A democratic tool to protect the environment
Access to justice is a democratic tool to protect the environment and reduce the gap between the law and its implementation.
EU environmental policy and regulation is one of the most advanced and comprehensive in the world, but it is not providing satisfactory results and Europe’s environment is rapidly deteriorating. For example, the EU is set to miss its goal of halting biodiversity loss for 2020 – with 60% of EU protected species and 77% of EU protected habitats being in unfavourable conservation status according to a 2015 EEA report.
Strong legislative and policy frameworks are not providing the results that they should because they are not properly implemented. This is both an environmental and socio-economic problem: a 2011 estimate put the cost of poor implementation of EU environmental law at around €50 billion a year. Not to mention that the lack of implementation also erodes the rule of law and public trust in national authorities and the EU.
To tackle that issue, empowered citizens, acting on their own or via charities, are essential to support the actions of authorities. For their action to be truly effective, they need to be able to challenge lawbreaking in court.
A right acknowledged in a number of legal provisions
The right to have access to justice is acknowledged in a number of legal provisions as well as case law of various judicial and quasi-judicial bodies at international and EU level.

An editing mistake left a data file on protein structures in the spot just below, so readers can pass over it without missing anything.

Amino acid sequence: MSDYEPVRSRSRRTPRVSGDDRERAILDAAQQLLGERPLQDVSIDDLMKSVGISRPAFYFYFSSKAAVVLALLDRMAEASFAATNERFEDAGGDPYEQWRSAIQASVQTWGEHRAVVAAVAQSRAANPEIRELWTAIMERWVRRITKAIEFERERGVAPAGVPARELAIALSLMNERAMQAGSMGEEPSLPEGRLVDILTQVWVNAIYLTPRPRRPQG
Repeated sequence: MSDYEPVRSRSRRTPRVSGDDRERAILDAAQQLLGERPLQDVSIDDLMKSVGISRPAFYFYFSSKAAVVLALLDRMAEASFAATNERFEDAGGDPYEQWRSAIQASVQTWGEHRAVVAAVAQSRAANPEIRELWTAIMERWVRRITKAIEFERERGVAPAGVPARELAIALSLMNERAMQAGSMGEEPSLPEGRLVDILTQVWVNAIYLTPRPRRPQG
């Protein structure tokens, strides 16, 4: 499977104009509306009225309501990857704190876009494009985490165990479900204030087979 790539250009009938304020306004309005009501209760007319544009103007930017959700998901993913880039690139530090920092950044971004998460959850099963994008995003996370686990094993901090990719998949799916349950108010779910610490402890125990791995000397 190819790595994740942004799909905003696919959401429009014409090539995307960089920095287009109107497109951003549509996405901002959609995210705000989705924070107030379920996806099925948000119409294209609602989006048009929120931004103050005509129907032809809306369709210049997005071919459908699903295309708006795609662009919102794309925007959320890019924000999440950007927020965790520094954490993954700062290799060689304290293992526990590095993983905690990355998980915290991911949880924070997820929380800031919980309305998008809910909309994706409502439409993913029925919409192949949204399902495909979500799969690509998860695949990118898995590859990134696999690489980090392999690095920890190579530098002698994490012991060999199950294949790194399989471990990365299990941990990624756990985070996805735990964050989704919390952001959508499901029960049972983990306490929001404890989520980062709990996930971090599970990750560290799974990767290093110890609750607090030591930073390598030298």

The UNECE Convention on Access to Information, public participation in Decision-making and Access to justice in Environmental matters (Aarhus Convention) requires its parties to provide members of the public with effective access to justice in environmental matters. As of today, all 27 Member States as well as the EU itself are Parties to the Convention.
Moreover, based on this Convention, the EU has adopted a number of legal acts containing rules on access to justice at national level, such as the Environmental Information Directive, Environmental Impact Assessment (EIA) Directive, Industrial Emissions Directive (IED) and the Environmental Liability Directive (ELD).
The EU has not yet issued legislation that would provide a general framework for access to justice to challenge all infringements of environmental laws. However, the Court of Justice of the European Union (CJEU) has ruled that Member States are nonetheless obliged to interpret their existing national laws in line with the requirements of the Convention.
This general legal framework has been further clarified by a strong body of case-law of both the CJEU and the quasi-judicial Aarhus Convention Compliance Committee (ACCC), which has provided important criteria for assessing whether access to justice provided can be considered to be truly effective.